Clinical Research Coordinator II Medical College of Wisconsin Medical College of Wisconsin Milwaukee, Wisconsin, United States
Background: Complex Care Programs (CCP) help families address challenges in caring for children with medical complexity (CMC). While studies have examined the benefits of CCPs on CMC health service utilization, how CCPs impact families directly is unknown.
Objective: Study CMC family perspectives on CCP impact over two years.
Design/Methods: Annual surveys were sent to families of CMC in a tertiary center CCP two consecutive years (2018: 639 sent, 24.9% response rate; 2019: 635 sent, 21.9% response rate). In addition to questions about program satisfaction (2018: 95% and 2019: 97% somewhat or very satisfied), two open-ended questions explored families’ perception of CCP value: “What has improved for your family because of being in the Complex Care Program?” and “What else would you like to see improve for your family because of being in the Complex Care Program?”
In 2018 5 members of an interdisciplinary team individually reviewed verbatim responses and identified themes. The team developed coding categories and definitions from these themes. Individuals coded responses, and discrepant coding was discussed to achieve consensus. In 2019 the team coded responses using the same thematic categories.
Results: For both questions the proportion by theme was relatively stable from year to year. For “What has improved for your family?” nearly half mentioned Impact on Parent and Family (peace of mind, feeling supported, decreased worry/stress, time saved, ability to be parents). Other prevalent themes were Tasks of Care Coordination (appointment scheduling, paperwork) and Addressing Medical Needs (big picture/long term approach, communication between specialists, decision making, access to providers). Less-common themes were Familiarity, Availability, Support of Families, Education and Information Sharing, and Negative/Neutral Feedback.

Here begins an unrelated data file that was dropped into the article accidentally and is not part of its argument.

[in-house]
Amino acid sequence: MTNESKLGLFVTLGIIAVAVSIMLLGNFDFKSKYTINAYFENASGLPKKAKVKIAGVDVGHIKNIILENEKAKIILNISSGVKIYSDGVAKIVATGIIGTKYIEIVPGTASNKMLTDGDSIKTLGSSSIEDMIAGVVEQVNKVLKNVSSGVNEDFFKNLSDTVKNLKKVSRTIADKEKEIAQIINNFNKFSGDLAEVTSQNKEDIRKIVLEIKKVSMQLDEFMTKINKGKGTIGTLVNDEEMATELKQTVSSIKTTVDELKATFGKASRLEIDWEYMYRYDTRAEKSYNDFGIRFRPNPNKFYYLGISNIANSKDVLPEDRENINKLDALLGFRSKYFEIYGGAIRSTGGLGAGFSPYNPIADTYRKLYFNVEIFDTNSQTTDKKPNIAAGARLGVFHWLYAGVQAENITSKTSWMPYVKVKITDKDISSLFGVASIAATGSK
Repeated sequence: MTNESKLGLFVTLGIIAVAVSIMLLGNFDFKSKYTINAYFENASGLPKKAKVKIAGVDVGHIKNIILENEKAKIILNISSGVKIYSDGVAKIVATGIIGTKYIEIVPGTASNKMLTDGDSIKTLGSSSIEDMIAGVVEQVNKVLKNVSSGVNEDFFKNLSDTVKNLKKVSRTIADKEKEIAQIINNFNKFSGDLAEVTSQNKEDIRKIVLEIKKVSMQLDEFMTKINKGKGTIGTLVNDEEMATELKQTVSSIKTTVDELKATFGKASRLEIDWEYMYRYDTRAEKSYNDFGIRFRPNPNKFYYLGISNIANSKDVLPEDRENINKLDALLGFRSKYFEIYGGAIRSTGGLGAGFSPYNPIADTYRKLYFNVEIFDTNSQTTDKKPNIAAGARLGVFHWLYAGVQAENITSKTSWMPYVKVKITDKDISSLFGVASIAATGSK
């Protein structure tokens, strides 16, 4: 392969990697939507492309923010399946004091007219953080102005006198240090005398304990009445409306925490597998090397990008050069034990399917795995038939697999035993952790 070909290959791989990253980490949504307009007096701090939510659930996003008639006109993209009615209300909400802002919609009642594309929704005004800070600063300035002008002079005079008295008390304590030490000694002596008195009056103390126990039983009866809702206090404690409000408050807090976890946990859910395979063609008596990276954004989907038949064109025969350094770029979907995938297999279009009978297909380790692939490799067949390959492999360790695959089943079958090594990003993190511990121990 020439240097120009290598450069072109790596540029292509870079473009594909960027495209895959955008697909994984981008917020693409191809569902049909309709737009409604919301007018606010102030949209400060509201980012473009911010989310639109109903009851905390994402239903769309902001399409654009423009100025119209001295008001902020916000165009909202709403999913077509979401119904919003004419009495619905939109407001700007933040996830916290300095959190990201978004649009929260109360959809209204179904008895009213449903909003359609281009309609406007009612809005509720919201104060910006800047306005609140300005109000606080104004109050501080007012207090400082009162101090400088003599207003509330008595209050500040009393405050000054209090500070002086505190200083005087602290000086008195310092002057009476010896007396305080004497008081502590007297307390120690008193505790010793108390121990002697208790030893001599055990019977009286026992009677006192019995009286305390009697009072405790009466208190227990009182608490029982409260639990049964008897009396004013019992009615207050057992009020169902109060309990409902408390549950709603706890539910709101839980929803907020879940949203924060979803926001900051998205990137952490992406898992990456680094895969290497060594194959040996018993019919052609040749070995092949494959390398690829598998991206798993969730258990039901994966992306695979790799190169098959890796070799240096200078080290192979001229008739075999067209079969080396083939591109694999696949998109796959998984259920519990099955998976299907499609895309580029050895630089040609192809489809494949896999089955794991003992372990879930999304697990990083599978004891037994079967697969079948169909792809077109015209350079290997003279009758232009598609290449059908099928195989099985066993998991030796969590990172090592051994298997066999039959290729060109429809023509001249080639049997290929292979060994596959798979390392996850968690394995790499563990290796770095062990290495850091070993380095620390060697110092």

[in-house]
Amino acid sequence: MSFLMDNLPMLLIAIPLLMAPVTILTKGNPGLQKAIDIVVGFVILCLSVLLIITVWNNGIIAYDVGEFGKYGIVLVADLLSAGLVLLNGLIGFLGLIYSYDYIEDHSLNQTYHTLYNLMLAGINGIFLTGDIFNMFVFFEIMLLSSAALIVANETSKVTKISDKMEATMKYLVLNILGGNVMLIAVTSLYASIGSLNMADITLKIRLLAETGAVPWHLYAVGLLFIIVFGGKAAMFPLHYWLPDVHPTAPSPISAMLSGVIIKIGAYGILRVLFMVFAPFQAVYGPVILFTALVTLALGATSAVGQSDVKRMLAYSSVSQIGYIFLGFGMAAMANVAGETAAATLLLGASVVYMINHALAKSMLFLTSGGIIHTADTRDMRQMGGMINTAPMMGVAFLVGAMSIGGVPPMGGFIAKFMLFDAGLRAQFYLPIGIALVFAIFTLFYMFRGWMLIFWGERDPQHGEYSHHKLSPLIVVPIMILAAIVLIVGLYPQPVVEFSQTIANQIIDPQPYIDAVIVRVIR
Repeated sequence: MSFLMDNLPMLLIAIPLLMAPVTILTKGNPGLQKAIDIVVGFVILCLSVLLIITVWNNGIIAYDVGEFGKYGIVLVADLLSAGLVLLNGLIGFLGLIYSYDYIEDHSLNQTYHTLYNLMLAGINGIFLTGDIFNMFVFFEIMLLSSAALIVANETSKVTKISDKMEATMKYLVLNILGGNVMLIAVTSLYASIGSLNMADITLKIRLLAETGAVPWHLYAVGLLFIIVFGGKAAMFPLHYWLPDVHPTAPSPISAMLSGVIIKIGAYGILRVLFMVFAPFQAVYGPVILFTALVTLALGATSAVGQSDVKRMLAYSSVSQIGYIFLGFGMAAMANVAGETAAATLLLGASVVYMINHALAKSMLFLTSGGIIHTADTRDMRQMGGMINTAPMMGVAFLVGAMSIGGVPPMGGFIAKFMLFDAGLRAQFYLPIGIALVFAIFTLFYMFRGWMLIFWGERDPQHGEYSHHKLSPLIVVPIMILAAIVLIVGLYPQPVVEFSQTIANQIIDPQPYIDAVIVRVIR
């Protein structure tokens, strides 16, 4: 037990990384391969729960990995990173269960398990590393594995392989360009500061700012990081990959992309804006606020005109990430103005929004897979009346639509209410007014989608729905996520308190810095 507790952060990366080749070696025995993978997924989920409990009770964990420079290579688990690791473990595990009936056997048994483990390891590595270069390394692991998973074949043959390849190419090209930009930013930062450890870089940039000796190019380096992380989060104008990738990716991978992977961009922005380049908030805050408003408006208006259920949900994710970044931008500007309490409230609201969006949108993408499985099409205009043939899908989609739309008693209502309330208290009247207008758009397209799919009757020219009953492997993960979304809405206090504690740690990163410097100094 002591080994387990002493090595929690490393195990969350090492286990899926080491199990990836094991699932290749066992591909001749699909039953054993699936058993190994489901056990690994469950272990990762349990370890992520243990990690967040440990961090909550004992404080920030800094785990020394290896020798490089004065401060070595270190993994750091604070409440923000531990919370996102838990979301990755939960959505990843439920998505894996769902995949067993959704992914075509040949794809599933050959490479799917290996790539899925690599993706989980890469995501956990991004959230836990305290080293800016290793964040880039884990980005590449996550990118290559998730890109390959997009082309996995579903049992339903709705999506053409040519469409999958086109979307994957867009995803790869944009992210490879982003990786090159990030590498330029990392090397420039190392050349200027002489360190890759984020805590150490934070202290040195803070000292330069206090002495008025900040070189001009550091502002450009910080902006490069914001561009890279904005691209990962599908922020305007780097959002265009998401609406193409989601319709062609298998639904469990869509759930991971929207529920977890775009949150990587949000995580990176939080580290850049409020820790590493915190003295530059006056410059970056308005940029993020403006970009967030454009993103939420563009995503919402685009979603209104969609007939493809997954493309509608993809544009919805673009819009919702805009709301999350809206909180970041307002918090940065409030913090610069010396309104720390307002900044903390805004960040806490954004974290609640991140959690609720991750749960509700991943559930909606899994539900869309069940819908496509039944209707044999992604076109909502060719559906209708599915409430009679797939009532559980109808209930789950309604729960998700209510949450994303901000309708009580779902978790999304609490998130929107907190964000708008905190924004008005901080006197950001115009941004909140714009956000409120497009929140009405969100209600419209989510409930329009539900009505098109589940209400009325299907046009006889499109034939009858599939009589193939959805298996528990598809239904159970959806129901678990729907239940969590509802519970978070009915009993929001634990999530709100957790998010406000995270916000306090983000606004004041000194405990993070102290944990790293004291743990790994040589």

For “What else would you like to see improve?” the most prevalent theme was No Concerns/Positive Feedback. Other responses addressed Community Resources; Unmet Expectations of CCP, the Hospital System, and Care Team Relationships and Interactions; Care Plan Development; and Transitions. Conclusion(s): Families most commonly identified improvements related to CCP missions of care coordination and medical co-management, but also intangibles like peace of mind, support, and the ability to simply be parents.
These findings will help CCPs focus on activities most valued by families and may direct development of a tool to evaluate CCP impact on families of CMC.
Authors/Institutions: Sarah Johaningsmeir, Medical College of Wisconsin, Milwaukee, Wisconsin, United States; K. Jane Lee, Medical College of Wisconsin, Milwaukee, Wisconsin, United States; Jessica L. Schnell, Medical College of Wisconsin, Milwaukee, Wisconsin, United States; Sara K. Quates, Medical College of Wisconsin, Milwaukee, Wisconsin, United States; Astrida Kaugars, Marquette University, Milwaukee, Wisconsin, United States